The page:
AUBURN | When it comes to tobacco, the Cayuga County Legislature shares a common opinion: children and tobacco should not mix.
And during its full monthly meeting Tuesday evening, the Legislature took its first swing at its professed mission to keep tobacco products out of the hands of Cayuga County's youth.
Legislators unanimously voted to approve a law seeking to require Cayuga County retailers to obtain a license to sell tobacco products.
A mix of educators, medical practitioners and students spoke during the law's public hearing — all asking the Legislature to pass the proposed licensing legislation.
Matthew Jones, a senior at Auburn High School, encouraged legislators to also approve a law that would limit his peers' exposure to tobacco products and pro-tobacco advertising.
"You now have the power before you to make changes in our community to protect us youth and young people from the tobacco industry," he said.
Speaking before the law was put to a vote, Legislator Pat Mahunik, D-Auburn, explained that the carefully crafted bipartisan law targeted retailers who sell tobacco products to minors.
"If the retailers are responsible and doing the right thing, it will have no effect on them," he said. "It should only hinder the youth."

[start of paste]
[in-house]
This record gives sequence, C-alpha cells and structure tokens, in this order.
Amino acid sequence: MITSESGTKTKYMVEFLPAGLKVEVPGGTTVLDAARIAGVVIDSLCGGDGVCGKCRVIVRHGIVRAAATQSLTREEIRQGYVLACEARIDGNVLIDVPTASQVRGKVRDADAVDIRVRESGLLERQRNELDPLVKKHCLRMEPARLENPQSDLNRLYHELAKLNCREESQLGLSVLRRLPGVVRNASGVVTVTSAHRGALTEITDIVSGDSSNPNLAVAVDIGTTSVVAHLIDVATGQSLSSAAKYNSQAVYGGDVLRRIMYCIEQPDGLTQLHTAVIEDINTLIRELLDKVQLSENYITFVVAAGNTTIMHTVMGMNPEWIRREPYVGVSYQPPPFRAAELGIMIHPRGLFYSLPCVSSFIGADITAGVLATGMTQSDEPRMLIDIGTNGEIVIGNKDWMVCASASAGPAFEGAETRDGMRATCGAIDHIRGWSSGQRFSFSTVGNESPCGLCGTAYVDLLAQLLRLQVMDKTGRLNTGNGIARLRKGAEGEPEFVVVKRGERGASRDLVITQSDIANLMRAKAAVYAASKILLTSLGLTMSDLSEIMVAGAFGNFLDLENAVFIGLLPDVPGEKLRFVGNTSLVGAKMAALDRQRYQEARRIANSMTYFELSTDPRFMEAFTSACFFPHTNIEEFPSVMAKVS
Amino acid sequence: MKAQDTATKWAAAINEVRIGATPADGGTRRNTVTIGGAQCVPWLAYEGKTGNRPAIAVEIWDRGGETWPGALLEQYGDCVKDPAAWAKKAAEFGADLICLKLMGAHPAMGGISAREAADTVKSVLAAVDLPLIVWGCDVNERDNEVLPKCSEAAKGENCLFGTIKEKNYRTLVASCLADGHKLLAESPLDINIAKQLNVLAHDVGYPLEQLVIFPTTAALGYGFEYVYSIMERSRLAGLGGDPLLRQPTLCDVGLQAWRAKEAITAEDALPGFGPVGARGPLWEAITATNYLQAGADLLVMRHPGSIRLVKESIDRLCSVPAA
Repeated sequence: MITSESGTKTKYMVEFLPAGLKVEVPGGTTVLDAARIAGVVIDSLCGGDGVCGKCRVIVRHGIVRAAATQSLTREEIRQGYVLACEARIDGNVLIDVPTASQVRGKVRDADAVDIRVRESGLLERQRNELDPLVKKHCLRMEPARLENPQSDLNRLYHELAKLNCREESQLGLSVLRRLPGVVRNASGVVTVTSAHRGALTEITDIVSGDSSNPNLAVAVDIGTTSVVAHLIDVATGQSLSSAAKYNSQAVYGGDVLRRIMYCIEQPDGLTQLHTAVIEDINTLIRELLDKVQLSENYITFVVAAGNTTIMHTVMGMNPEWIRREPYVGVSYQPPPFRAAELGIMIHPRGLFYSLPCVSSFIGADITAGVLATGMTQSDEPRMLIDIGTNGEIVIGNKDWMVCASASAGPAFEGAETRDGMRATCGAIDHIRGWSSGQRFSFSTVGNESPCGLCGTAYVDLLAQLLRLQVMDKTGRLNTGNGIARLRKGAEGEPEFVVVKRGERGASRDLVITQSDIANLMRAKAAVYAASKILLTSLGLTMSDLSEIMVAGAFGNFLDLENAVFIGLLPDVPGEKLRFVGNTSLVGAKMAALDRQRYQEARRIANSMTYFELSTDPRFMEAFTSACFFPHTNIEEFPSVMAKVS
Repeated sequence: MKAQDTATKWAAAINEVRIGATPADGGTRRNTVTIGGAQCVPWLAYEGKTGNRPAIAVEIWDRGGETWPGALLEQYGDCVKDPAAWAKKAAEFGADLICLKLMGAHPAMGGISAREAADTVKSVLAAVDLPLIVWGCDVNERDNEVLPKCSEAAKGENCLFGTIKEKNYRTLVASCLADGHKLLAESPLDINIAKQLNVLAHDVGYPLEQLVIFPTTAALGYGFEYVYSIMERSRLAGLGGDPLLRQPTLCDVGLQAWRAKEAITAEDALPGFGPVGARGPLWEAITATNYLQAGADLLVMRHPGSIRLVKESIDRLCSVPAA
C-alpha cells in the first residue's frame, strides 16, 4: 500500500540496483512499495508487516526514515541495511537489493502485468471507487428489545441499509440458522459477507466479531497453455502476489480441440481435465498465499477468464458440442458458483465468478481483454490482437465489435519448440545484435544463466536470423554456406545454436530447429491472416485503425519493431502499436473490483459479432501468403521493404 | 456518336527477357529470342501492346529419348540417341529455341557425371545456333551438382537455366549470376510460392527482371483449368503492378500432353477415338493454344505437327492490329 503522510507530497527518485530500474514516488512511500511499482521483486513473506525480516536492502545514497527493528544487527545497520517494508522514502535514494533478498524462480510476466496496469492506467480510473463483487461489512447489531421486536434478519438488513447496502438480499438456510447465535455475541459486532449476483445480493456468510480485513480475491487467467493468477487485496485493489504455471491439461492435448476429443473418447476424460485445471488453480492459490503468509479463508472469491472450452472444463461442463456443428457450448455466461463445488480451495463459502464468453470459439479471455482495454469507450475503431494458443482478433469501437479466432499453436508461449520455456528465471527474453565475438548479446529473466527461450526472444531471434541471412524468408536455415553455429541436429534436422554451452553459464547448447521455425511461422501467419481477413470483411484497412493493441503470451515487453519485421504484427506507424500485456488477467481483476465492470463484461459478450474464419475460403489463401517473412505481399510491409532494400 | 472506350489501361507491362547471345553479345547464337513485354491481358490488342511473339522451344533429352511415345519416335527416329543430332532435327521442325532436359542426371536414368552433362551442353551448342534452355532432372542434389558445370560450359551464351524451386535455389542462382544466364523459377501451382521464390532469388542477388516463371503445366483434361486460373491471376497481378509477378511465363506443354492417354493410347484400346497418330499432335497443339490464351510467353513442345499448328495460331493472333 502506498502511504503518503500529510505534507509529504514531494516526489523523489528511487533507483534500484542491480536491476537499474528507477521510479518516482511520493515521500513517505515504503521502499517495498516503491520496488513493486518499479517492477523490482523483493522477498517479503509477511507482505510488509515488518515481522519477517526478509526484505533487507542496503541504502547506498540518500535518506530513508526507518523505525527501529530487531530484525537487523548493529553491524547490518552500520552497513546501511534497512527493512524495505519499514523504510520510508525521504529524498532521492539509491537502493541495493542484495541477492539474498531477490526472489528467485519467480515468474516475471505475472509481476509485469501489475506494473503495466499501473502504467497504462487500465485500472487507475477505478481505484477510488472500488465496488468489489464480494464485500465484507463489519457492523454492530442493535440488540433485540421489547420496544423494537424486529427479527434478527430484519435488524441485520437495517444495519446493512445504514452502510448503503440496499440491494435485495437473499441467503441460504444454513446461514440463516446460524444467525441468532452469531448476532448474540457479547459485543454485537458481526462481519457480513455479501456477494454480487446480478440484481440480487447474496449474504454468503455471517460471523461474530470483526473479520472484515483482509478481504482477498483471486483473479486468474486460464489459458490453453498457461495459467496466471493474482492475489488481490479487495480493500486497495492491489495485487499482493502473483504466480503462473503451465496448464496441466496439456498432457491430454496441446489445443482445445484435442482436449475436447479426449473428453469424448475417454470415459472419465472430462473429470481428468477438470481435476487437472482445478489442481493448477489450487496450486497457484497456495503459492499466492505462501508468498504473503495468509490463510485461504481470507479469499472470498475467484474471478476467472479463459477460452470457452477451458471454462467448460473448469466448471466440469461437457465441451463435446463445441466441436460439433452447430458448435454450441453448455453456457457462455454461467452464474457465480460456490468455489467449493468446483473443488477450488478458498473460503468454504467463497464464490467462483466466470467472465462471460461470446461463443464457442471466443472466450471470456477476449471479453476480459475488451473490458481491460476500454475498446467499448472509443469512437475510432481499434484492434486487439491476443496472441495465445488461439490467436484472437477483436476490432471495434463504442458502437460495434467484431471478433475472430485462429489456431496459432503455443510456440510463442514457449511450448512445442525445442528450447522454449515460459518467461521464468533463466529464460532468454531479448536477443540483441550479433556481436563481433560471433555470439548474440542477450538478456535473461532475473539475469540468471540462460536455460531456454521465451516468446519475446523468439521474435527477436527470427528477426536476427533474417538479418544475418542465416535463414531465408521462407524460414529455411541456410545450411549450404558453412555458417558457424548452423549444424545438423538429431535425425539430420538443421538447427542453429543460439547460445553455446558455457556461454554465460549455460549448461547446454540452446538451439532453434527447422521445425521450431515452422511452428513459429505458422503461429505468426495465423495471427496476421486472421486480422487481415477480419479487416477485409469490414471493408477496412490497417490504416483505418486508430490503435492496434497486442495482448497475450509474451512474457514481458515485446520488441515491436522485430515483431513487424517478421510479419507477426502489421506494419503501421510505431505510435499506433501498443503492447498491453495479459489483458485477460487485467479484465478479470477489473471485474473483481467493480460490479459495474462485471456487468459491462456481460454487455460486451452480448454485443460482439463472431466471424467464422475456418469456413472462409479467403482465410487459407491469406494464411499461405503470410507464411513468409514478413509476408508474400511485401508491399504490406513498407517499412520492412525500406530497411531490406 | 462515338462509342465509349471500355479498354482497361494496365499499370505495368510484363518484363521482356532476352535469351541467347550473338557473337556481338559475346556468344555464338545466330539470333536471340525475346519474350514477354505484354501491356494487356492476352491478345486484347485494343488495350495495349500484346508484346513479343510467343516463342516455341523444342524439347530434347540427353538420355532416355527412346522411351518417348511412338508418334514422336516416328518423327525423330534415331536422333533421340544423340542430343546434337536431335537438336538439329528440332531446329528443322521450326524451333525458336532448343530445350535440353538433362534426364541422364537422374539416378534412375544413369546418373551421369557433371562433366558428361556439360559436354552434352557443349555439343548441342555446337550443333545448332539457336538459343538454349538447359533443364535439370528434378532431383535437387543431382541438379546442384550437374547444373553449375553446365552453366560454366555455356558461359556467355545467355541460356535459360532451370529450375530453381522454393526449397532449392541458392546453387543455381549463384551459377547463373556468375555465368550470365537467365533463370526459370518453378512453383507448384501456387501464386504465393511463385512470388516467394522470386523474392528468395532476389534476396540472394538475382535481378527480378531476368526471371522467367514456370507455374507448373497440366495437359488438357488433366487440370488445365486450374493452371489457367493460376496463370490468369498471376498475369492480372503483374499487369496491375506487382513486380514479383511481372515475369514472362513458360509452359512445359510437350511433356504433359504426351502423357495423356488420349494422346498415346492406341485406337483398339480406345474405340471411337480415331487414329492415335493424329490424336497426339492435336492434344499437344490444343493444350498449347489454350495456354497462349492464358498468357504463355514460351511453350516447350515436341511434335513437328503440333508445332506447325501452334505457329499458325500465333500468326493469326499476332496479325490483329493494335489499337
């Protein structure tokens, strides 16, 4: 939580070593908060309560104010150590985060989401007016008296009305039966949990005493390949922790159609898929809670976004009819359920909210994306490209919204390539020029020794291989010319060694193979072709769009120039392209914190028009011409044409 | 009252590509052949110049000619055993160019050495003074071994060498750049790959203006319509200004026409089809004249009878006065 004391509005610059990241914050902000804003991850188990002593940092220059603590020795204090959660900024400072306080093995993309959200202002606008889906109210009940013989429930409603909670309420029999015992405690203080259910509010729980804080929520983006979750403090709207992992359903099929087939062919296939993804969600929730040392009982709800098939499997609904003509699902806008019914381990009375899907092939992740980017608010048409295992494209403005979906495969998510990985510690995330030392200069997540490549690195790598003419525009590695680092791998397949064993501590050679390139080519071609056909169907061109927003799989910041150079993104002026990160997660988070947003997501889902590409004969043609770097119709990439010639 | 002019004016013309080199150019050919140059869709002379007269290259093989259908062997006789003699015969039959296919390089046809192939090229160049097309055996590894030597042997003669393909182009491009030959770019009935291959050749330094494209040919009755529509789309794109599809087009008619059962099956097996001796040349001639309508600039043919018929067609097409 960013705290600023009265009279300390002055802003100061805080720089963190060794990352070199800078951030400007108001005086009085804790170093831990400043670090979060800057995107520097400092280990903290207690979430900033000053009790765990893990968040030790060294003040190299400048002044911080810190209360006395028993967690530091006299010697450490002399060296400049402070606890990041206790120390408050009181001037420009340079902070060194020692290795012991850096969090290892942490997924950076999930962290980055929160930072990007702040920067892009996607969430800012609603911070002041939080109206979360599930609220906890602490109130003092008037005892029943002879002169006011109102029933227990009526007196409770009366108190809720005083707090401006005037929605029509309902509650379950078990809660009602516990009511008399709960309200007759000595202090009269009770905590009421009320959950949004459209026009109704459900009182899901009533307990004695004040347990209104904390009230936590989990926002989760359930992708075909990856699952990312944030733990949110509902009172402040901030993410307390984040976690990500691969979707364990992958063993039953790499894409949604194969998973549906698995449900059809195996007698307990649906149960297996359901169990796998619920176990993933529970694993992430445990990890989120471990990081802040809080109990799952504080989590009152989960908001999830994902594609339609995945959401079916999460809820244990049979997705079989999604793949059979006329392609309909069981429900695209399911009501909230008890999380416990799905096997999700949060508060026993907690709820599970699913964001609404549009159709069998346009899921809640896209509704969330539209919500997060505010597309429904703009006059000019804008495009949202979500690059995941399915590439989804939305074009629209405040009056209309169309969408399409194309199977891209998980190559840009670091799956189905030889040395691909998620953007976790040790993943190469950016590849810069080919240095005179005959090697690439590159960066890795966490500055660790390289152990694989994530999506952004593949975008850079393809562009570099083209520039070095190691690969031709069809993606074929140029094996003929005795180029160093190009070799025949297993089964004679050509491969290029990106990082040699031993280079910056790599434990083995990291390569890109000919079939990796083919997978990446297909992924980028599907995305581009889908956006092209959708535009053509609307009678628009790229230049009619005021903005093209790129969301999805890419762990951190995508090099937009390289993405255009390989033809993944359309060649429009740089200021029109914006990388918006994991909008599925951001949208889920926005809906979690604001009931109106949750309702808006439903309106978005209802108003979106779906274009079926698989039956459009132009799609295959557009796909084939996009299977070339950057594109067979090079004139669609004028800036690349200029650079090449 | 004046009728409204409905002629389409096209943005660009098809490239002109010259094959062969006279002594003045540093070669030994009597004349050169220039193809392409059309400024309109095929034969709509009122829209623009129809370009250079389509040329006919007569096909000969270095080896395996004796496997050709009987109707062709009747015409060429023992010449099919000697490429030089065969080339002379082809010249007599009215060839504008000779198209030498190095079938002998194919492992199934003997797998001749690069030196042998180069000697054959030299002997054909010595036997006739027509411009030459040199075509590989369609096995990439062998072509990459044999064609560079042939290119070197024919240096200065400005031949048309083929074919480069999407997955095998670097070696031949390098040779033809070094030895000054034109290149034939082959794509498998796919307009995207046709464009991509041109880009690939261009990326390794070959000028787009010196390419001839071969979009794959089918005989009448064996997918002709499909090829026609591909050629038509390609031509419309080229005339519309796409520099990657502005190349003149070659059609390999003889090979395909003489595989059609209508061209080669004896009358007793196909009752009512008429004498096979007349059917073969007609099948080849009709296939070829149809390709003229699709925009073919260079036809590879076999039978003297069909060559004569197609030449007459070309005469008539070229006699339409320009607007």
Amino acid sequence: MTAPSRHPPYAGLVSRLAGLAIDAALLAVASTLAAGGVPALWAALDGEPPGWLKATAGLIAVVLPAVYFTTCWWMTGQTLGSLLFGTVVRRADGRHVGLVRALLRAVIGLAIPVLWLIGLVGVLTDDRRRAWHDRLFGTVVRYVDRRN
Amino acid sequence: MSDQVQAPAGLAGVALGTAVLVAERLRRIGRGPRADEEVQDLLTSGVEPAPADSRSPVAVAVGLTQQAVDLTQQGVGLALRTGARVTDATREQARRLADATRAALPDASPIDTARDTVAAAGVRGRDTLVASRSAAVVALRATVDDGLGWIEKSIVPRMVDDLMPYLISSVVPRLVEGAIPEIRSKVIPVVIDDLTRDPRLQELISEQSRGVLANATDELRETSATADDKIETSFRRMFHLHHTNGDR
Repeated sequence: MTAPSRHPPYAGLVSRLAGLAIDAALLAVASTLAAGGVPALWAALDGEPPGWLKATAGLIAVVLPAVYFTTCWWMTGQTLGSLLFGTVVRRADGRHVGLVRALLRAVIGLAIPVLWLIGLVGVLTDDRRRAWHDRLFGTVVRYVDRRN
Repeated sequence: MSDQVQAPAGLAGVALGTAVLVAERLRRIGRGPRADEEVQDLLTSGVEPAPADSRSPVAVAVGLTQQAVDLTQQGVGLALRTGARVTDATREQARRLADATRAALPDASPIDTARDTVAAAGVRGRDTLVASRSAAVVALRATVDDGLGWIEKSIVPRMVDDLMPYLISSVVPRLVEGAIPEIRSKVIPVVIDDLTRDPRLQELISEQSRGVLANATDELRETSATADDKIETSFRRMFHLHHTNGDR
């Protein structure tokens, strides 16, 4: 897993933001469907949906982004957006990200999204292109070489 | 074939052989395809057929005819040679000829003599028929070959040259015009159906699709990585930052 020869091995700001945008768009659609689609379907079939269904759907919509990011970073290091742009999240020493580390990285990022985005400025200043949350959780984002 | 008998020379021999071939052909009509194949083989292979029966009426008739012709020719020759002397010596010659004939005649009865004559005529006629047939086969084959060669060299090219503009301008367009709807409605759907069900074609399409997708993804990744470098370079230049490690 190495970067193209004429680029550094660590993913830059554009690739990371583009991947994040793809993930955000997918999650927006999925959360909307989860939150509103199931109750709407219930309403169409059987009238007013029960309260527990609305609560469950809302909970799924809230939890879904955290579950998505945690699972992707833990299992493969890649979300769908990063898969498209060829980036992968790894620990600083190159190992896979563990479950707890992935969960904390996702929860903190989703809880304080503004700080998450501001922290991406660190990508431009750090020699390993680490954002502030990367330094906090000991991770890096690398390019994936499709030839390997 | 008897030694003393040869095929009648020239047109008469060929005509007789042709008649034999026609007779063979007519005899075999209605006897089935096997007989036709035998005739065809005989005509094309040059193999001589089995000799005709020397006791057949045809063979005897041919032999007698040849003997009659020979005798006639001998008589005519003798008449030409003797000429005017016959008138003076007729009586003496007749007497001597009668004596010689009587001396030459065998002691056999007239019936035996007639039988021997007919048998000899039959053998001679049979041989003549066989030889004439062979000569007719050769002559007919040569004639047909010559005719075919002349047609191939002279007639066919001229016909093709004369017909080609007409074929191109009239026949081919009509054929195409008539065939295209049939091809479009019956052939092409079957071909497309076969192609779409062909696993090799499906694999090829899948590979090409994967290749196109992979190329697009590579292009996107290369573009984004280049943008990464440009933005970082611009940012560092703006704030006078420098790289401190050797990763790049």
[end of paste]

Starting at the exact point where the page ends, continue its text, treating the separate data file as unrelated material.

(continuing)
Although the Legislature unanimously voted in favor of the law, legislators still raised a variety of concerns.
Legislator Dave Axton, R-Port Byron, said that although he supported the legislation, he feared that the law would give stores on the Cayuga Nation's land an unfair advantage.
"What I'm worried about is how this affects Lakeside Trading, and how it may be a positive for them," he said.
Legislator Mark Farrell, D-Weedsport, said that if legislators were "sincere" about limiting youth exposure to tobacco marketing, they would make the law stronger.
To give the legislation more of a bite, Farrell proposed a resolution to reinstate a recently redacted portion of the law restricting the number of tobacco licenses the county could issue every year.
Without that portion, he argued it would be hard to limit children's exposure.
"The part that was taken out of this ... that was a lot of teeth," Farrell said.
Mahunik disagreed with Farrell's proposal, stating that the proposed provision would increase the county's exposure to lawsuits — something Legislator Hans Pecher, C-Genoa, said he and Mahunik took great pains to limit.
"I think think what Mark is proposing would put us right back on the bulls-eye," Pecher said.
Farrell's proposed amendment was defeated 12-3. Legislators Cynthia Aikman, D-Auburn, Michael Didio, R-Auburn, and Farrell voted in favor.
At the close of their spirited discussion, the Legislature unanimously passed the law, requiring retailers to obtain free licenses to sell tobacco.
The vote, however, does not mark the end of the Legislature's battle to keep tobacco products out of the hands of Cayuga County's youth.
Although other proposed laws seeking to regulate the sale of tobacco and prohibit its use among minors were previously pulled by legislative committees, Mahunik said legislators will not abandon the resolutions.
"I see this as one step of many," he said.